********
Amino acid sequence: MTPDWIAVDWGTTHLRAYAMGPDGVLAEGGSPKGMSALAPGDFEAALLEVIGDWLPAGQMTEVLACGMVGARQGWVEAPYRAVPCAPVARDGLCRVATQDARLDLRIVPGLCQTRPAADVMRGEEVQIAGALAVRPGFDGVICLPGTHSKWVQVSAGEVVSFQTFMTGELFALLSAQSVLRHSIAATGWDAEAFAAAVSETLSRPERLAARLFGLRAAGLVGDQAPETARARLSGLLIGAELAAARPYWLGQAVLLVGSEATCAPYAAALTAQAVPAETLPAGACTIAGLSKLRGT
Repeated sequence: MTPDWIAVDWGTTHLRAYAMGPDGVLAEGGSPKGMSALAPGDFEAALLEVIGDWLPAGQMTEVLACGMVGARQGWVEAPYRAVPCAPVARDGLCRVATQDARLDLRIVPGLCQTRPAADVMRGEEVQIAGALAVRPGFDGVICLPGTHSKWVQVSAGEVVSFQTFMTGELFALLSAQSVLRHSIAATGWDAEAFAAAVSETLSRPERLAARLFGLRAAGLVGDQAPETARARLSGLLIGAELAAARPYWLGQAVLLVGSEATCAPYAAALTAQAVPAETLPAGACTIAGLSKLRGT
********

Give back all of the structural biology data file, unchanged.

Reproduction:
Amino acid sequence: MTPDWIAVDWGTTHLRAYAMGPDGVLAEGGSPKGMSALAPGDFEAALLEVIGDWLPAGQMTEVLACGMVGARQGWVEAPYRAVPCAPVARDGLCRVATQDARLDLRIVPGLCQTRPAADVMRGEEVQIAGALAVRPGFDGVICLPGTHSKWVQVSAGEVVSFQTFMTGELFALLSAQSVLRHSIAATGWDAEAFAAAVSETLSRPERLAARLFGLRAAGLVGDQAPETARARLSGLLIGAELAAARPYWLGQAVLLVGSEATCAPYAAALTAQAVPAETLPAGACTIAGLSKLRGT
Repeated sequence: MTPDWIAVDWGTTHLRAYAMGPDGVLAEGGSPKGMSALAPGDFEAALLEVIGDWLPAGQMTEVLACGMVGARQGWVEAPYRAVPCAPVARDGLCRVATQDARLDLRIVPGLCQTRPAADVMRGEEVQIAGALAVRPGFDGVICLPGTHSKWVQVSAGEVVSFQTFMTGELFALLSAQSVLRHSIAATGWDAEAFAAAVSETLSRPERLAARLFGLRAAGLVGDQAPETARARLSGLLIGAELAAARPYWLGQAVLLVGSEATCAPYAAALTAQAVPAETLPAGACTIAGLSKLRGT